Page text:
The next bishop of Raleigh is from Latin America, like many in his flock

Luis Rafael Zarama's appointment by Pope Francis is another indication of the growth in the number of Hispanic Catholics—especially in the South.
August 21, 2017
Luis Rafael Zarama
Luis Rafael Zarama. Photo courtesy of the Diocese of Raleigh.

Luis Rafael Zarama, 58, is the first Colombian-born bishop to lead a Roman Catholic diocese in the United States, and the state’s first His­panic bishop. The Dio­cese of Ra­leigh has more Lati­no and Latina parishioners than any other ethnicity.

“My concern and my only purpose for being there is to serve the church,” Zarama said. “It doesn’t matter if they’re Anglo or Hispanic or Vietnamese or different races.”

His goal is to unite the diocese.

“We have our own limitations,” he said. “We all have our own gifts. How can we complement each other? How can we be open to each other? How can we share with joy the gospel of Jesus Christ?”

Zarama, who has lived in the United States for 28 years, is not the first Latin American–born bishop to lead a U.S. diocese. But his appointment by Pope Francis is another indication of the growth in the number of Hispanic Catholics, who now make up about 40 percent of all U.S. Catholics, as well as the growth of Catholicism in the South, which has edged out the Northeast as the region with the largest proportion of Catholics: 27 percent versus 25 percent.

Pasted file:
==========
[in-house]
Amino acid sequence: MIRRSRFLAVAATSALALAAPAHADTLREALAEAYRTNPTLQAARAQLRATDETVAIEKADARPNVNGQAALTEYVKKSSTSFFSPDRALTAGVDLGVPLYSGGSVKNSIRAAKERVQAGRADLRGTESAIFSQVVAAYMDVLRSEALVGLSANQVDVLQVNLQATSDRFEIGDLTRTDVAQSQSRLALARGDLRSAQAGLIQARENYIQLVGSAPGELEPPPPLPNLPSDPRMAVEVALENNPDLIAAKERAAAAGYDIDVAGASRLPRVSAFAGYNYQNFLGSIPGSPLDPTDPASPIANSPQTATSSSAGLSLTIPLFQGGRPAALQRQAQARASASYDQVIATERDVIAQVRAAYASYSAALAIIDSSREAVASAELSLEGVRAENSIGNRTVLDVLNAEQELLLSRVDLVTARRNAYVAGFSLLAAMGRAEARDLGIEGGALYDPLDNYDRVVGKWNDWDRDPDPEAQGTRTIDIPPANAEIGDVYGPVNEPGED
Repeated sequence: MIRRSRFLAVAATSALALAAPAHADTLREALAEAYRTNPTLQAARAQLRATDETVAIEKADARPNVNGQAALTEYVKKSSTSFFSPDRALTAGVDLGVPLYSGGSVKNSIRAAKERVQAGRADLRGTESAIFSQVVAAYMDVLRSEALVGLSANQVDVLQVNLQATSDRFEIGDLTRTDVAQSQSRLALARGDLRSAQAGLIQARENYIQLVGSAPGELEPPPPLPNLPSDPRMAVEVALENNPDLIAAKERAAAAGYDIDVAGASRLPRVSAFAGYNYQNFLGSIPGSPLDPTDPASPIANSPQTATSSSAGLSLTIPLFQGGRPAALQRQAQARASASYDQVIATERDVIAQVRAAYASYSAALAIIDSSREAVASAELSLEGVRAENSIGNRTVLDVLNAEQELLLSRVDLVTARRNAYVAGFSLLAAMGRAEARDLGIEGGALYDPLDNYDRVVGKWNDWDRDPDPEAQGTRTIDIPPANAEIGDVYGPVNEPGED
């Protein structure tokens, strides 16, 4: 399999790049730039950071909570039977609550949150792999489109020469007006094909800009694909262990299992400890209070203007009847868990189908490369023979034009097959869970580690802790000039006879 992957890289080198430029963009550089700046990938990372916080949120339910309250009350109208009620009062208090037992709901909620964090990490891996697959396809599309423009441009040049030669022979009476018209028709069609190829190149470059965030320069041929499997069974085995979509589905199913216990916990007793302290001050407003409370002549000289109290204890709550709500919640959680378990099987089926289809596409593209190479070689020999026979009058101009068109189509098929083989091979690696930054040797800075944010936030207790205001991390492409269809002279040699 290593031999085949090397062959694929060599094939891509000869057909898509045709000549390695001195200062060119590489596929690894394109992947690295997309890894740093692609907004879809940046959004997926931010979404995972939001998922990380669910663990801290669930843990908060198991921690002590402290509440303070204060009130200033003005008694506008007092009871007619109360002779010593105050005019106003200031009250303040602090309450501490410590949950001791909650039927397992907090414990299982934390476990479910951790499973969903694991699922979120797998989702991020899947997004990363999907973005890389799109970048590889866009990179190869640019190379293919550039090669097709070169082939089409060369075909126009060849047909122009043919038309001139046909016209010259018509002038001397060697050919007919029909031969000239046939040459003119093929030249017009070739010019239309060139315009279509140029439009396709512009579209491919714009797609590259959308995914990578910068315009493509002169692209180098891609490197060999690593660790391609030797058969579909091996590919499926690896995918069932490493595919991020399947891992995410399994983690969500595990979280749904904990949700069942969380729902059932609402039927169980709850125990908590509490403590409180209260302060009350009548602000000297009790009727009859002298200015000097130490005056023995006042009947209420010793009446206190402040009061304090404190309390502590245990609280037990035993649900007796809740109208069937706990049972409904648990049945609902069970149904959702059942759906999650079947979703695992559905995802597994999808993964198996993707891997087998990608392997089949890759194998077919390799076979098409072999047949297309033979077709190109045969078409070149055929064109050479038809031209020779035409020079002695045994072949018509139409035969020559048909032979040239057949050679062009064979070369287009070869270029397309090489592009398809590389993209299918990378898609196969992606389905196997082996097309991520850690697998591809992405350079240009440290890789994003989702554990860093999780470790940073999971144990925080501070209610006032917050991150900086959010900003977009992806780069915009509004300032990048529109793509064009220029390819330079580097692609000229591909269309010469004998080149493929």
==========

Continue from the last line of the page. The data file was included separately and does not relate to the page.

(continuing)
“I never thought I’d have a Spanish-speaking bishop here in the U.S.,” said Aida Ponce de Leon, 43, who immigrated from Mexico and now lives in Cary, North Carolina. “We can experience the love of God having someone understand what our hearts and souls are in need of.” —Religion News Service

A version of this article, which was edited on September 8, appears in the September 27 print edition under the title “People: Luis Rafael Zarama.”